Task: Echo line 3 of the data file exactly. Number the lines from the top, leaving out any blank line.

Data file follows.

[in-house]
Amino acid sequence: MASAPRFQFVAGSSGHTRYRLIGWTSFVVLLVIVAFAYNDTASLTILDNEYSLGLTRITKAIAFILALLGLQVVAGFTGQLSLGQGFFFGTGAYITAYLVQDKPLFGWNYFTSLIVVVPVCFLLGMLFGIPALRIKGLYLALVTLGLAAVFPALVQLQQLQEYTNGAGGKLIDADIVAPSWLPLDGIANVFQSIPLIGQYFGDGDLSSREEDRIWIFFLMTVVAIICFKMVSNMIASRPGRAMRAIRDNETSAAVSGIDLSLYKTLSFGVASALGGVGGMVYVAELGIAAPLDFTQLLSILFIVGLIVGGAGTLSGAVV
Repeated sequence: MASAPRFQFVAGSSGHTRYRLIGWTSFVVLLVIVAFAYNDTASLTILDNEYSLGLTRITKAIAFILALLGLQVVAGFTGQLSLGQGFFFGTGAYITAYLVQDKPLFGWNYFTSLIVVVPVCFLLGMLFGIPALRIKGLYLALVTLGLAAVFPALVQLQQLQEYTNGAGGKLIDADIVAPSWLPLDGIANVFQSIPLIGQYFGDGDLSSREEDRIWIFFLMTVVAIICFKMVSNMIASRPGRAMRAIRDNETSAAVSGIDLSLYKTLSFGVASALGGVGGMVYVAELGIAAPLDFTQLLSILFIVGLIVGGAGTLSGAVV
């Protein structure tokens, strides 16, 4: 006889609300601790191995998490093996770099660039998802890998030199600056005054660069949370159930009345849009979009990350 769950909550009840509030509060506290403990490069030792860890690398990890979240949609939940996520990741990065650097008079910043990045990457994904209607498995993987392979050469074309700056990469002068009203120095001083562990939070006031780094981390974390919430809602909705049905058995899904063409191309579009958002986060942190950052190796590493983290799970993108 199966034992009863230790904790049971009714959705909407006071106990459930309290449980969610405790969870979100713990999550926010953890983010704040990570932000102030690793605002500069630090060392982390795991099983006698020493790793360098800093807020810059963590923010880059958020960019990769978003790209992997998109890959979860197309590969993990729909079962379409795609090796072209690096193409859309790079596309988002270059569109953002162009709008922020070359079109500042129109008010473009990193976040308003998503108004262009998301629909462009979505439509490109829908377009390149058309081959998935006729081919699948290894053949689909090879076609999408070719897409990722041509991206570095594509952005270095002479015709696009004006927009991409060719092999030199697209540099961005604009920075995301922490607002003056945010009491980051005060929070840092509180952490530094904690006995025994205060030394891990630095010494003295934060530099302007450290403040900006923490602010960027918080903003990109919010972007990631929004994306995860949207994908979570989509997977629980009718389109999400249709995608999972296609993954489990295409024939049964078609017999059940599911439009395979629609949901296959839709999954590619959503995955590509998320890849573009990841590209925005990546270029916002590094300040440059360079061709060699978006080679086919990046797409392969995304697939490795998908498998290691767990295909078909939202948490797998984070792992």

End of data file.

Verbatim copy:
Repeated sequence: MASAPRFQFVAGSSGHTRYRLIGWTSFVVLLVIVAFAYNDTASLTILDNEYSLGLTRITKAIAFILALLGLQVVAGFTGQLSLGQGFFFGTGAYITAYLVQDKPLFGWNYFTSLIVVVPVCFLLGMLFGIPALRIKGLYLALVTLGLAAVFPALVQLQQLQEYTNGAGGKLIDADIVAPSWLPLDGIANVFQSIPLIGQYFGDGDLSSREEDRIWIFFLMTVVAIICFKMVSNMIASRPGRAMRAIRDNETSAAVSGIDLSLYKTLSFGVASALGGVGGMVYVAELGIAAPLDFTQLLSILFIVGLIVGGAGTLSGAVV